Trees and shrubs can be easy to care for, but you still need to give them attention to make sure they grow and thrive. Proper care includes watering, and many property owners aren’t giving their trees and shrubs the right amount of water at the right times.
In those first few weeks, watering the proper amount is essential – both over and under watering can be fatal to a new planting. How much water should your trees and shrubs get?
How Much Should I Water My Trees & Shrubs?
Water daily for the first week, then twice a week for the next month, gradually reducing it until you are watering every seven to 14 days. Continue this trend for the first two years of the plant’s life on your property. You must water a new tree or shrub immediately after planting, as this reduces air pockets and settles the soil. Until the plant has developed strong roots in the spot you’ve chosen, it’s up to you to make sure that it gets the water it needs.
Water must penetrate deep into the soil and reach all the roots of your new tree or shrub; as such, the soil should always feel slightly moist and cool but not wet. The best way to ensure proper coverage is by using a drip or soaker hose on the ground circling the plant. If you don’t have one, take the nozzle off your garden hose and place the hose 30 to 60 centimetres from the base of the plant, keeping it on a slow trickle and moving the hose regularly for even coverage around the base.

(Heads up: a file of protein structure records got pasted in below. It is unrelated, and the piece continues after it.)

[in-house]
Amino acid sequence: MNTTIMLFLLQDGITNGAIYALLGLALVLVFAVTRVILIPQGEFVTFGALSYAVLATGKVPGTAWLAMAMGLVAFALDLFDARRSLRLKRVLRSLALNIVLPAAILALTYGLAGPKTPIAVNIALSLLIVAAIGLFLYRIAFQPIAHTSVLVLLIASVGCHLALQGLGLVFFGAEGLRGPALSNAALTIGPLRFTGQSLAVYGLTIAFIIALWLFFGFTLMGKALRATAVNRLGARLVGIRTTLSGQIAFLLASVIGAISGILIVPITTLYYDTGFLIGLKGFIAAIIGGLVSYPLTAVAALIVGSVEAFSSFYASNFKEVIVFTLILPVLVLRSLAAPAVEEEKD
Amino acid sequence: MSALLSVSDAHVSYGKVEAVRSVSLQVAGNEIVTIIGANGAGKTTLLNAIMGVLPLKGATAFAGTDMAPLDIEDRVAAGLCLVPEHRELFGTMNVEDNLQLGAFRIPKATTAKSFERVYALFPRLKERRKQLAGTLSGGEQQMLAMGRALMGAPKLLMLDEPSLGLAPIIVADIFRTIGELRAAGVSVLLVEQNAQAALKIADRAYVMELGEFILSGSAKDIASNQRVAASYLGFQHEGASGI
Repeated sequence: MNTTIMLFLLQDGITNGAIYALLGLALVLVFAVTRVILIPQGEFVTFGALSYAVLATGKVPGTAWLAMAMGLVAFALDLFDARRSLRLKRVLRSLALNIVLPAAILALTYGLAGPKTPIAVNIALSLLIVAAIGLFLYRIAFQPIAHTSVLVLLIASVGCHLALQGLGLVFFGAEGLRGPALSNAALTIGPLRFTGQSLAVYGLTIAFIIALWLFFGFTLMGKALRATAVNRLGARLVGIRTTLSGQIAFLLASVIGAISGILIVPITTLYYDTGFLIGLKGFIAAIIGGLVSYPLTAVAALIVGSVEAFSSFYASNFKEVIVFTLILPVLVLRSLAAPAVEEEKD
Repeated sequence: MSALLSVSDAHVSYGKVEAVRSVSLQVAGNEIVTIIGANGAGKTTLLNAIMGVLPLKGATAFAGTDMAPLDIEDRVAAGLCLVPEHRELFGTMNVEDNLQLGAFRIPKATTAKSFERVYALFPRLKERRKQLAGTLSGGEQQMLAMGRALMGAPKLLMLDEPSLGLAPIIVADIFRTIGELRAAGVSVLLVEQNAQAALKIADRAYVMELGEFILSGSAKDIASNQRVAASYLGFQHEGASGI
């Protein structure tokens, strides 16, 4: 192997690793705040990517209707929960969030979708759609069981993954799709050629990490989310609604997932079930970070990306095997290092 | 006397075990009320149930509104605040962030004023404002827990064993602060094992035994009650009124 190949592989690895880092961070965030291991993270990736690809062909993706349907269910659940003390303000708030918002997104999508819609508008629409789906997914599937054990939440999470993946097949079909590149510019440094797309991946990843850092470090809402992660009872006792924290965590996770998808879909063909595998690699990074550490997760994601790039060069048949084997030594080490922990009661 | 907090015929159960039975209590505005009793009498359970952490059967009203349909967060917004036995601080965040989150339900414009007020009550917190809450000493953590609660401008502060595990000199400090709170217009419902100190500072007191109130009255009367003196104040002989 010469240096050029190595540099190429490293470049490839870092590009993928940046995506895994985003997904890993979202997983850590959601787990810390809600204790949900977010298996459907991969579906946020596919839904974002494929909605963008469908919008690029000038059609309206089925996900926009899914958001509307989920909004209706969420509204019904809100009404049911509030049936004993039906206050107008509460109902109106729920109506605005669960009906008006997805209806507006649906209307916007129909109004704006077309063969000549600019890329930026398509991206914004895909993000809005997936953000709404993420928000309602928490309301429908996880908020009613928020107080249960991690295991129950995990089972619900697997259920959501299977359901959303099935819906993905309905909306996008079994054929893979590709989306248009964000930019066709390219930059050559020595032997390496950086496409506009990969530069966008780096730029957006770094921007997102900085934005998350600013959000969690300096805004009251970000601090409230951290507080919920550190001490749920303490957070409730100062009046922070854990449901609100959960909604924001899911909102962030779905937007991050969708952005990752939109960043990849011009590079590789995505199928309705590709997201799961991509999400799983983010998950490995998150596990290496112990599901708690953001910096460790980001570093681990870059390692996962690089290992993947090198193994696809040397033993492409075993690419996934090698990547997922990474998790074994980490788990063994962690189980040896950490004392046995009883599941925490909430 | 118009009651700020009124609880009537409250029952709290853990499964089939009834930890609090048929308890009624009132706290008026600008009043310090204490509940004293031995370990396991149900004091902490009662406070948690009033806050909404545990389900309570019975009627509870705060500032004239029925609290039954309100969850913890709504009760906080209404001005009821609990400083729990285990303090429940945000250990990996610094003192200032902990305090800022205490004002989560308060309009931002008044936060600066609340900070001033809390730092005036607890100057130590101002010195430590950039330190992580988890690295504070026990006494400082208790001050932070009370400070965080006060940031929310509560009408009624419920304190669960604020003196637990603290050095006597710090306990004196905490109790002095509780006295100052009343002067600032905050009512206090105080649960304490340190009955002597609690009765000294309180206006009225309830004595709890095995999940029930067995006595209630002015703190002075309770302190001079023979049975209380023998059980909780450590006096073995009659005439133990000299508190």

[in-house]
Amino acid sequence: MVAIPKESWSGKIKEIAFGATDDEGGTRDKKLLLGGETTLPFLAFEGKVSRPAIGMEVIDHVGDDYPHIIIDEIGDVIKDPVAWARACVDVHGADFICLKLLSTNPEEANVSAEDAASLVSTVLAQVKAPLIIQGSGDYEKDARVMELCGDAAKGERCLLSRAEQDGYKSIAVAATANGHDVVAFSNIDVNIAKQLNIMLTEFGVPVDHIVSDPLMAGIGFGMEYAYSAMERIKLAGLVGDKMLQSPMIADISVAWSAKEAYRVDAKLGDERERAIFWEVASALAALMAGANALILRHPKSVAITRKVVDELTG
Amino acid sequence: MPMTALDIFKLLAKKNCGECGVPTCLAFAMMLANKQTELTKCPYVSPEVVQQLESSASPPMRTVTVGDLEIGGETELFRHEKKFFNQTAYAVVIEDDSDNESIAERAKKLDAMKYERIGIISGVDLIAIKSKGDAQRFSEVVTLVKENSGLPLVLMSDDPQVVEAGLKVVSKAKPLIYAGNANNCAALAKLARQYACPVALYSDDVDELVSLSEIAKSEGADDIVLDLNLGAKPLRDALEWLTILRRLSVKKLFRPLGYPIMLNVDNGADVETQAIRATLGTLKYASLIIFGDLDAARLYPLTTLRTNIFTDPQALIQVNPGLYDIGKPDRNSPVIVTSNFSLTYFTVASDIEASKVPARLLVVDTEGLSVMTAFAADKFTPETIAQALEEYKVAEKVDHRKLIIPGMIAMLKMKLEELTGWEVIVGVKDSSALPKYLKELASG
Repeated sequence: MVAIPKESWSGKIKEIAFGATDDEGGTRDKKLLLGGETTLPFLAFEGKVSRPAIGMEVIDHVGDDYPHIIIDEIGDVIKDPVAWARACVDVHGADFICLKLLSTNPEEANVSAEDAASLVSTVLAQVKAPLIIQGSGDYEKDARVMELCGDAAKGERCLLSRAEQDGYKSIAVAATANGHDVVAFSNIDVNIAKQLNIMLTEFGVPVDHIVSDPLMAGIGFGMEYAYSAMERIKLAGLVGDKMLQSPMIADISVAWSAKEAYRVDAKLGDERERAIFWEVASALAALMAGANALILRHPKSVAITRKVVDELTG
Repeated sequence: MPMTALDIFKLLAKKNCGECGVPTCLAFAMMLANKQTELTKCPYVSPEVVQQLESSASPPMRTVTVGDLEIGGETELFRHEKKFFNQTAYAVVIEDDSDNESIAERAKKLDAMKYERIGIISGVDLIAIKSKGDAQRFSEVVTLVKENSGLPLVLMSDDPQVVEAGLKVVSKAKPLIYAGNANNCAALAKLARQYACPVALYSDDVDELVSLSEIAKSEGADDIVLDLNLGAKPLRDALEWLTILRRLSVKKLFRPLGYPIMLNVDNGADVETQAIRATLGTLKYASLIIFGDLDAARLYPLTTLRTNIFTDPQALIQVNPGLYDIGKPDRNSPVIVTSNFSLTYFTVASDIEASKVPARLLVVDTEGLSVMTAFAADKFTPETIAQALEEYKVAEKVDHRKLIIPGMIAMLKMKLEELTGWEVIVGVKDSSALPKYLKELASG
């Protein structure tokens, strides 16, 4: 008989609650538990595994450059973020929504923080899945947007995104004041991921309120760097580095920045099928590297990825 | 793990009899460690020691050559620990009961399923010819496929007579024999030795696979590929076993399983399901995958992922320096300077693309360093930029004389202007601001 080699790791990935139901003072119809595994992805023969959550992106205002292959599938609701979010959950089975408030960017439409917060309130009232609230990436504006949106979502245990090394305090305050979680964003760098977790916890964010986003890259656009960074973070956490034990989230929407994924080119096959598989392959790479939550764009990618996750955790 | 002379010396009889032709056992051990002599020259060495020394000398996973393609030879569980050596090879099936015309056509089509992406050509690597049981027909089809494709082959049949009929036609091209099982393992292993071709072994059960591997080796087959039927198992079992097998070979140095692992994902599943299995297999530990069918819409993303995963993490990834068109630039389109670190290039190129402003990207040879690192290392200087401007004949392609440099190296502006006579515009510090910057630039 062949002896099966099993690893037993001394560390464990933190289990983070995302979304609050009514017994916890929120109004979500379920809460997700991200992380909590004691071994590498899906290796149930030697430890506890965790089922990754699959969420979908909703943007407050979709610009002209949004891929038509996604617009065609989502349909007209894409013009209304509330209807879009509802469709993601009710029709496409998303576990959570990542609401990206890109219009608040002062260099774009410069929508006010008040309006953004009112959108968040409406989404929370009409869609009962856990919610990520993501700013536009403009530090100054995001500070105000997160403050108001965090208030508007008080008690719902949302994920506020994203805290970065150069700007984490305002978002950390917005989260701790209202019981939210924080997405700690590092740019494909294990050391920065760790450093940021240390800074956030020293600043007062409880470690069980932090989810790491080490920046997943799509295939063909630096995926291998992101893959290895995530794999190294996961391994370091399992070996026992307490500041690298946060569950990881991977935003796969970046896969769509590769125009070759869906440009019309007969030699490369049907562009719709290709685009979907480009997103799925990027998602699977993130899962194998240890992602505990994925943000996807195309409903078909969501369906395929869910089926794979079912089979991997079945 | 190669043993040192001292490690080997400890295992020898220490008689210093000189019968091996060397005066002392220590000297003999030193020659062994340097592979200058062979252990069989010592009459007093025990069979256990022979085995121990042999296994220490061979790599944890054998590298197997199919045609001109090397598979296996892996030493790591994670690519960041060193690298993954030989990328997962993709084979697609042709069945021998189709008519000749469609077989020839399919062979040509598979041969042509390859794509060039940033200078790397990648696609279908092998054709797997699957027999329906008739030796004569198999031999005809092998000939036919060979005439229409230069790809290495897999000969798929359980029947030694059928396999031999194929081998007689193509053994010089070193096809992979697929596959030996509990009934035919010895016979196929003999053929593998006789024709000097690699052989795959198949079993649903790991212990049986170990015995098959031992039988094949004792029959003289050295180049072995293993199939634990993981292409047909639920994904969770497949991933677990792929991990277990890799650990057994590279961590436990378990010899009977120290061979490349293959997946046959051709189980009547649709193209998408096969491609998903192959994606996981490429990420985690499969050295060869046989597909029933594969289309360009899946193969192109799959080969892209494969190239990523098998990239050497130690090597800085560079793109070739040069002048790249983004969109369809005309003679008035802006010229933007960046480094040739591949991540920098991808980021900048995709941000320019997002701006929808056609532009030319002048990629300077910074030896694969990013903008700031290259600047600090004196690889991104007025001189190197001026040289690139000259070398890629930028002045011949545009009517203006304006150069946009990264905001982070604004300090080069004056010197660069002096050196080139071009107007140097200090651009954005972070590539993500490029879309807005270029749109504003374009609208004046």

Using a sprinkler can be ineffective, as most of the water will evaporate before soaking into the soil. It can also cause excessive moisture to accumulate on the leaves, making them a target for disease.
How Much Is Too Much Water?
The signs of overwatering can look much like underwatering or problems related to pests, disease, or winter salt use. Symptoms can include yellow leaves that droop or fall off. If you think you may be overwatering, feel your soil to a depth of five centimetres below the surface to see if it’s wet. Do not water until the soil feels dry or slightly damp again.
Pay attention to the soil around the plants. If the ground does not drain well and water puddles around the base of the tree or shrub, you may need to reduce the duration and frequency of watering.
When Should I Water?
For the first two years of the plant’s life, water for 15 to 20 minutes twice a week during the growing season if there has been no rain. After three years, your trees and shrubs shouldn’t need regular watering except during extreme drought (which could be as little as two weeks without rain). If your area hasn’t had rain in a while – and you aren’t under watering restrictions – give your tree or shrub one hour of water once a week.
Always try to water early in the morning; the low sun won’t evaporate the moisture too quickly, and the heat of it later will take care of excess water before it can become a problem. Watering at night will let the moisture sit on the plant, attracting insects and fungal growth.